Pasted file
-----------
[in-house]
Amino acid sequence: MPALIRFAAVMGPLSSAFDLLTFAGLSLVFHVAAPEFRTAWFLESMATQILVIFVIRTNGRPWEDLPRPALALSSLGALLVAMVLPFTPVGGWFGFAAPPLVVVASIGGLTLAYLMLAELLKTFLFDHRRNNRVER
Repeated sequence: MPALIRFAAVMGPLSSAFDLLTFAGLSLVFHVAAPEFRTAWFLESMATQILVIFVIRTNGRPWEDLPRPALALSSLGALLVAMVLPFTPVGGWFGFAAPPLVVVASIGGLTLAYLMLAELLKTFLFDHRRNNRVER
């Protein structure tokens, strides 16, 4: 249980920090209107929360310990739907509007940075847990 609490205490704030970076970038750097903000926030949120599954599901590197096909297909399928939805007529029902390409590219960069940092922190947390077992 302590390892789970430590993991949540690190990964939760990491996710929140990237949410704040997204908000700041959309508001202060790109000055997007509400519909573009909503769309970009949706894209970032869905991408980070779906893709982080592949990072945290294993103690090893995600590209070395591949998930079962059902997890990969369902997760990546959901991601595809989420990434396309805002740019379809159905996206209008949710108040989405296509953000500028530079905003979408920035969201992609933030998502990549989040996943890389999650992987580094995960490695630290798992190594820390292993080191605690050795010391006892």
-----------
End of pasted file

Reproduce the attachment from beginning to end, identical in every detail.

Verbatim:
[in-house]
Amino acid sequence: MPALIRFAAVMGPLSSAFDLLTFAGLSLVFHVAAPEFRTAWFLESMATQILVIFVIRTNGRPWEDLPRPALALSSLGALLVAMVLPFTPVGGWFGFAAPPLVVVASIGGLTLAYLMLAELLKTFLFDHRRNNRVER
Repeated sequence: MPALIRFAAVMGPLSSAFDLLTFAGLSLVFHVAAPEFRTAWFLESMATQILVIFVIRTNGRPWEDLPRPALALSSLGALLVAMVLPFTPVGGWFGFAAPPLVVVASIGGLTLAYLMLAELLKTFLFDHRRNNRVER
């Protein structure tokens, strides 16, 4: 249980920090209107929360310990739907509007940075847990 609490205490704030970076970038750097903000926030949120599954599901590197096909297909399928939805007529029902390409590219960069940092922190947390077992 302590390892789970430590993991949540690190990964939760990491996710929140990237949410704040997204908000700041959309508001202060790109000055997007509400519909573009909503769309970009949706894209970032869905991408980070779906893709982080592949990072945290294993103690090893995600590209070395591949998930079962059902997890990969369902997760990546959901991601595809989420990434396309805002740019379809159905996206209008949710108040989405296509953000500028530079905003979408920035969201992609933030998502990549989040996943890389999650992987580094995960490695630290798992190594820390292993080191605690050795010391006892």